alleviation strategies in society [
]. Culture, on the other hand, is the deposit of knowledge,
experience, beliefs, values, attitudes, meanings, hierarchies, religion, notions of time, roles, spatial
relations, concepts of the universe and material objectives and possessions acquired by a group
of people over the course of generations through individual and group striving [
]. Culture is
dynamic and helps to shape how people in society interact with one another, either collectively
or individually. Culture has an impact on poverty and how it can be alleviated in a society.
Social skills refer to the relations or ties that exist among people [
]. These social relations
and culture are embedded in business decision-making processes and are often referred to as
`guanxi' in China [
]. The term expresses trust in relationships among families, friends,
government, and communities, as well as business partners that seek resources, information and
support for individuals in the growth of businesses [
The socio-cultural capabilities of farm entrepreneurs comprise social interactions,
networking abilities, improved culture, and available opportunities to farmers. Using 293 creative
entrepreneurs in China, Chen et al. [
] found that socio-cultural attributes positively
influence entrepreneurial activities. The socio-emotional competencies of employees in American
and South Korean firms was also assessed using the regression model, and it was found that
employees usually seek a balance between social and cultural competencies, which tends to
increase their performance in organizations [
]. A study on the relationship between
organizational justice and outcomes in India found that trust partially mediated an increase in
]. Thus, the socio-cultural capabilities of farm entrepreneurs can affect the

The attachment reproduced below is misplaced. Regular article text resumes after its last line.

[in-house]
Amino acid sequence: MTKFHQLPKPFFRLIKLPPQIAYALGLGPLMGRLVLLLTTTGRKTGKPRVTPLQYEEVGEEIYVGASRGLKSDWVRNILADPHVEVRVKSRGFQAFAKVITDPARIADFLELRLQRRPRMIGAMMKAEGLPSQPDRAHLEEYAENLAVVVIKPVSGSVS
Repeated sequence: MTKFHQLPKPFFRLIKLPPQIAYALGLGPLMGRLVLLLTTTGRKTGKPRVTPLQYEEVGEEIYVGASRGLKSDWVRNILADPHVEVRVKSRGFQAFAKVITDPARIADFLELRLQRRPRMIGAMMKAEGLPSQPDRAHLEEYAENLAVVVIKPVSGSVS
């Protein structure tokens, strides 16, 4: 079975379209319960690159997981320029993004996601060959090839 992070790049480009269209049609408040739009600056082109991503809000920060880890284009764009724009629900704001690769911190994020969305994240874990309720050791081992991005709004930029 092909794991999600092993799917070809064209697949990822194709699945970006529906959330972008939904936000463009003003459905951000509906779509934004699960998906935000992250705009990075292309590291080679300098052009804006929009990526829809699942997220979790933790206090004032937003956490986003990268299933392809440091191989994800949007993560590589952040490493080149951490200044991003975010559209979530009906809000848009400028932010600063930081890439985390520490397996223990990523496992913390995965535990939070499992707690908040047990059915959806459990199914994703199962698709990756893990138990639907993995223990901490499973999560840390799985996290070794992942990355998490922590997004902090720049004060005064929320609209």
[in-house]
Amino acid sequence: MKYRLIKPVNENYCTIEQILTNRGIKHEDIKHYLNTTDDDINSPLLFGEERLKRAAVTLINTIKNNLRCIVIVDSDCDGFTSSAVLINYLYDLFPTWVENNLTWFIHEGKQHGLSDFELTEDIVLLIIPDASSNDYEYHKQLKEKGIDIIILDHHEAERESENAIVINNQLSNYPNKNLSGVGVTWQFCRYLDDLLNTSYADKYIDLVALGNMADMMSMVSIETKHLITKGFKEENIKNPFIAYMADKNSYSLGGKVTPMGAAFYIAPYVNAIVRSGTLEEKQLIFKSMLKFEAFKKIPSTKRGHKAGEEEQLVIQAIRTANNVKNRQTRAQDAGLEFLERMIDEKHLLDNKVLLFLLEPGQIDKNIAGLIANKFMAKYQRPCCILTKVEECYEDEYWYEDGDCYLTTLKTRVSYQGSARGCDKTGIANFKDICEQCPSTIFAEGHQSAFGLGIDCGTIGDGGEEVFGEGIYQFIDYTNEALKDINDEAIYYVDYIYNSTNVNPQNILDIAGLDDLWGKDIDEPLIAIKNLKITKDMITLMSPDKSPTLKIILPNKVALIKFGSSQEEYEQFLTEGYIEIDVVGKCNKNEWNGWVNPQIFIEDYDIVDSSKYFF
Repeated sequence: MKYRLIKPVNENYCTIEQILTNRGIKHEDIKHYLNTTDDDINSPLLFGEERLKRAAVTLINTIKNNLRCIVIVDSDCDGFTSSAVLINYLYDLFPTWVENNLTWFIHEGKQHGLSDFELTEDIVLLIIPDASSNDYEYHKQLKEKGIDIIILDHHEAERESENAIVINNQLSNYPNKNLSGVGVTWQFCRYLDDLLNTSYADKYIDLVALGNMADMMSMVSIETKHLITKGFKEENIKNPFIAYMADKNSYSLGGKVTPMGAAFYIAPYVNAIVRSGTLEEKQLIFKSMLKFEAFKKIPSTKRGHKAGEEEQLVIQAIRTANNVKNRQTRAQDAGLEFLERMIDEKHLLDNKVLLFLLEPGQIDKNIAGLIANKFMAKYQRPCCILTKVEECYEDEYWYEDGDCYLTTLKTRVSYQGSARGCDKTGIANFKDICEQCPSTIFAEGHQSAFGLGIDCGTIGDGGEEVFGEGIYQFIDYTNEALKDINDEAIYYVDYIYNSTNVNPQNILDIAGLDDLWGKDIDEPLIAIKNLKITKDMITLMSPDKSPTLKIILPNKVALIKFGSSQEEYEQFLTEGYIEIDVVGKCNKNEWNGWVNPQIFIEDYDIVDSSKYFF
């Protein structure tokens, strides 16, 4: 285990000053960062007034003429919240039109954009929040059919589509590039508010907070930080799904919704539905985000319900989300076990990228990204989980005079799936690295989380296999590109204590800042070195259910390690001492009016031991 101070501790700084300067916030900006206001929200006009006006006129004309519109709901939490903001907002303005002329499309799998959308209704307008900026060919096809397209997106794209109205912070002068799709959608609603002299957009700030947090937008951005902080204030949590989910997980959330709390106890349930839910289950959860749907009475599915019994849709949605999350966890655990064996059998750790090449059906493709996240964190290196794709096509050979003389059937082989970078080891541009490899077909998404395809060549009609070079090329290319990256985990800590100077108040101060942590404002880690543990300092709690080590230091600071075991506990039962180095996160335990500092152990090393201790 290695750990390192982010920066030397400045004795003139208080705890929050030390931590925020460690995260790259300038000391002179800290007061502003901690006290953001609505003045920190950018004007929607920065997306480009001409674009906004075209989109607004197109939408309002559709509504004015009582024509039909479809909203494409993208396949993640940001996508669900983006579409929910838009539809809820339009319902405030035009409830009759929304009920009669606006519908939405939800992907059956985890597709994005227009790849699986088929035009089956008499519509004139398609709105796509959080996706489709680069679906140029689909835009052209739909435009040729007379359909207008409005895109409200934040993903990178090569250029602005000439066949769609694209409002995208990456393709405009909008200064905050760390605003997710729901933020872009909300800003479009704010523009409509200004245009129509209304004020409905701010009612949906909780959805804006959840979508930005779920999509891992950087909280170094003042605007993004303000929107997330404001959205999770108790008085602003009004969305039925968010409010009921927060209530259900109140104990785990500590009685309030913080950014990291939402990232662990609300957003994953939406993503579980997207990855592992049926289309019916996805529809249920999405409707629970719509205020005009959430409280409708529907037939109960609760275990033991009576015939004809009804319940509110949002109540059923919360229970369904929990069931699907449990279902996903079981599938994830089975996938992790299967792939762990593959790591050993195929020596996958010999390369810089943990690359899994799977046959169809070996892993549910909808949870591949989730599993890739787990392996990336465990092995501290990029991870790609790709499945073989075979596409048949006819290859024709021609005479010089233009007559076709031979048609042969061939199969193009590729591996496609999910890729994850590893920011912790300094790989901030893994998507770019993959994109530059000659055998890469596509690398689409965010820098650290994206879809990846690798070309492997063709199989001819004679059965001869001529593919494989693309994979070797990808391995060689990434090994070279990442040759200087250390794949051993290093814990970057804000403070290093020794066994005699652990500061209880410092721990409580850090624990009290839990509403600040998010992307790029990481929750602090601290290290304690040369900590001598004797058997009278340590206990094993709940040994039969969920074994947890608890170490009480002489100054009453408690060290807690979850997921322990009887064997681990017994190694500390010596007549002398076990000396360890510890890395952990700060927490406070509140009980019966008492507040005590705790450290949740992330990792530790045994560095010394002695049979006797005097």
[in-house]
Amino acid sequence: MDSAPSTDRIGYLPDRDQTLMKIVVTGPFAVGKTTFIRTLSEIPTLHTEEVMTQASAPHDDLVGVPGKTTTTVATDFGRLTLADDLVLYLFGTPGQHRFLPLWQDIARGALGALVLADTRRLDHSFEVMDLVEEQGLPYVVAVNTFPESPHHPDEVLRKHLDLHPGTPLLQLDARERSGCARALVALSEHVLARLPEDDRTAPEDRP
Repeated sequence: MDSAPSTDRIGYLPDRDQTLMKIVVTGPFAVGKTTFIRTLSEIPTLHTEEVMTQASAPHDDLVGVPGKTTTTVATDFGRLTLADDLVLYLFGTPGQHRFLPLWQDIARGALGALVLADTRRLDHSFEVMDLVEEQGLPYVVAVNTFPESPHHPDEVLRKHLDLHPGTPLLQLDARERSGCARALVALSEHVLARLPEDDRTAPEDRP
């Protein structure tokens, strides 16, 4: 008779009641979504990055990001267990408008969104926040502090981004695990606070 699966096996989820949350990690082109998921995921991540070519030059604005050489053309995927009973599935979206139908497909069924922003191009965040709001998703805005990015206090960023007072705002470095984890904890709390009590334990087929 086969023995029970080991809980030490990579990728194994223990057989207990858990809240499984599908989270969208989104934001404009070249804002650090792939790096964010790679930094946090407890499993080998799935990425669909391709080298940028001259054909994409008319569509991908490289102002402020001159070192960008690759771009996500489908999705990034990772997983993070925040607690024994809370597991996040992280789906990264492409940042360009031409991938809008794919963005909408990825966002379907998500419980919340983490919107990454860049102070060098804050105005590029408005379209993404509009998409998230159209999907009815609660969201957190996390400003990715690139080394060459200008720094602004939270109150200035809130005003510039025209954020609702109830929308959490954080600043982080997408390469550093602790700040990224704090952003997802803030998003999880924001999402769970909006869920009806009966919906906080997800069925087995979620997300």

growth of entrepreneurship. We therefore, hypothesize that
H3a. There is a positive effect of farm entrepreneurs' socio-cultural capabilities on attitudes
towards farmer entrepreneurship growth.
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H3a. There is a positive effect of farm entrepreneurs' socio-cultural capabilities on the
qualitative growth of farmer entrepreneurship.
Link between farmer entrepreneurship growth and poverty alleviation
Entrepreneurial activities in China are widespread and the phenomenon is attributed to the
expansion of rural industries in the early years of the 1978 rural reforms. A study on the
contribution of township and village enterprises (TVEs) in China shows that a higher GDP growth
rate resulted from the higher earnings of entrepreneurs [
]. The growth of farm enterprises
can partly be attributed to attitude towards entrepreneurship [
] and the willingness of
individuals to share their resources to benefit others in society (qualitative growth). The qualitative
growth of farmer entrepreneurship is mostly evident in the provision of public goods and
services in rural communities by individuals of the community. Attitude towards farmer
entrepreneurship growth refers to the ability of farmers to found enterprises. People differ in their
ways of starting up businesses. With the accumulation of skills and interpersonal networks, the
attitude of farmers towards founding enterprises can be different. In rural Rwanda, attitude
towards entrepreneurship growth was used to analyze poverty and livelihood profiles in a
post-conflict situation. It was found that rural poverty was reduced through the combined
factors of the natural, physical, human, financial and social resources and skills of farm
]. In Brazil, using a growth modeling approach, it was found that entrepreneurial
skills training significantly increased organizational performance in nascent firms [
the Henan Province of China, community-based land helped to support agricultural villages,
leading to improvements in local living conditions [
]. It is therefore estimated that as more
farmers become entrepreneurs in rural China the supply of public goods and services can be